Virat Kohli and hyper-nationalism problem
Virat Kohli, the Indian cricket team skipper, is known to speak his mind. However, his recent statement is a classic case of foot in the mouth. This comes at a time when Indian society is already debating about patriotism and hyper-nationalism in a fragmented polity.
On his official app on Wednesday, Kohli was responding to queries posed by Twitter users. One comment really seemed to irk the Indian skipper. The comment from the user criticised Kohli and praised Australia and England batsmen. “Over-rated batsman and personally I see nothing special in his batting. I enjoy watching English and Australian batsmen more than these Indians,” the comment read.
It is Kohli’s response that has created fresh controversy. The response was, “I don’t think you should live in India then… you should go and live somewhere else, no? Why are you living in our country and loving other countries? I don’t mind you not liking me but I don’t think you should live in our country and like other things. Get your priorities right.”
Against sporting ethos
Kohli’s basic statement goes against the very premise of sportsmanship and why sports is played. When one looks at the various definitions of sportsmanship, it is defined as an aspiration or ethos that a sport or activity will be enjoyed for its own sake, with proper consideration for fairness, ethics, respect, and a sense of fellowship with one’s competitors.
When one puts Kohli’s statement in this bracket, the question of respect and enjoyment is thrown out of the window. This statement is especially problematic in the India of 2018, where patriotism and hyper-nationalism are at an irrational fever-pitch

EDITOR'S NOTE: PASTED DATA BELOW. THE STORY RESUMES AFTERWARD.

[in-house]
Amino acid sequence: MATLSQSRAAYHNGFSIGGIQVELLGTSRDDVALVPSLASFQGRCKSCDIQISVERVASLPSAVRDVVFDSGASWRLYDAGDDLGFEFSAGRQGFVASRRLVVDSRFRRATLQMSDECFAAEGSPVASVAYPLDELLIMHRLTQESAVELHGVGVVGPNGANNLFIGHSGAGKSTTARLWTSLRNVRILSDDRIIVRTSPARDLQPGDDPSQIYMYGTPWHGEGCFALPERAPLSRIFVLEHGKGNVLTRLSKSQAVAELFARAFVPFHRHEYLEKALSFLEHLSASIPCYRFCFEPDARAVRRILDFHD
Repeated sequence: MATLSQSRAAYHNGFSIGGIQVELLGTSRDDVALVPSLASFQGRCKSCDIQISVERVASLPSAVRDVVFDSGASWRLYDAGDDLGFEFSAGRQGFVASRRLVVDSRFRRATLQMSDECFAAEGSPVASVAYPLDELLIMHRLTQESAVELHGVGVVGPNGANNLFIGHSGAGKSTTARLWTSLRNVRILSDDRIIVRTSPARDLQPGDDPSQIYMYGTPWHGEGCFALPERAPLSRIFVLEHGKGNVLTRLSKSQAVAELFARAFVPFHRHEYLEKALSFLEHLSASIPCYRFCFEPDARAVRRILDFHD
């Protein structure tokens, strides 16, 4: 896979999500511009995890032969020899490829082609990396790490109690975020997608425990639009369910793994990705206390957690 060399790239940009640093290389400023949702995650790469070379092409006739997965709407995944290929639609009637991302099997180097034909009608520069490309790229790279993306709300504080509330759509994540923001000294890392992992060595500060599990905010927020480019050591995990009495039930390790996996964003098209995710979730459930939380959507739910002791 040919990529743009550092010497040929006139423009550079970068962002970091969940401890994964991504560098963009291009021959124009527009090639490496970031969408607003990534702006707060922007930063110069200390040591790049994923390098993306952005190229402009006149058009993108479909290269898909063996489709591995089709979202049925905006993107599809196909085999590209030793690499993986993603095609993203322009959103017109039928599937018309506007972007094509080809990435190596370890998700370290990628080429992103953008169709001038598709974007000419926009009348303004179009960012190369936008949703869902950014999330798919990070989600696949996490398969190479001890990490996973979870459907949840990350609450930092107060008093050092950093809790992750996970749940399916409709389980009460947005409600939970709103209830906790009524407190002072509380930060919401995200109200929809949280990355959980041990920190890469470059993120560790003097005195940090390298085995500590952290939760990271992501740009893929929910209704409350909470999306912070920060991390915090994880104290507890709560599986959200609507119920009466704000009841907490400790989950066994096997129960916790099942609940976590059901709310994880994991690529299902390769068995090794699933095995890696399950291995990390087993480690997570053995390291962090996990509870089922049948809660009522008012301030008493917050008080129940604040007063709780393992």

Patriotism not equal to sports
In India, there have been several instances of ‘patriotic’ fans going overboard in their support. In Meerut, several students from Jammu and Kashmir were charged for sedition when they cheered Shahid Afridi hitting two sixes to help Pakistan beat India by one wicket in the 2014 Asia Cup.
Whenever India and Pakistan have clashed, there has been hyper patriotism on show, fuelled by a jingoistic media from both sides. When a team loses, either the sportsperson’s house is stoned or the sportsperson is given death threats. Fans can sometimes set stands on fire irrespective of the occasion, a classic case in point: The disgraceful behaviour of the Eden Gardens crowd when India capitulated against Sri Lanka in the 1996 semi-final.
Enjoying the game?
Kohli’s statement will only pour fuel into the hyper-nationalistic fire that is prevalent in India. The statement throws the basic ethos of sports — which is to enjoy performances and skills irrespective of opposition. Every true fan of sports must have the privilege of enjoying his game, appreciate the skills irrespective of country and opposition.
However, where Kohli is correct is that if the attack is personal, then he has every right to retaliate back. Calling him over-rated is stupidity but it is certainly NOT a personal attack.
In India, whenever fans have dared to cheer the opposing team, they have been met with taunts and slogans of ‘Go to Pakistan.’ However, in the sporting world, Kohli can look at two instances which show how irrelevant his statement is.
The response of the Chennai crowd in 1999 when Pakistan won a Test in India and the applause they richly deserved for playing better cricket is one of the fine chapters of India. Second, Kohli would do well to heed the words of former New Zealand skipper Brendon McCullum during his Colin Cowdrey lecture when he emphatically stated, “Cricket was meant to be a game, not a life or death struggle.” Perhaps this fact is lost on Kohli and hyper-patriotic fans: Cricket is JUST a GAME.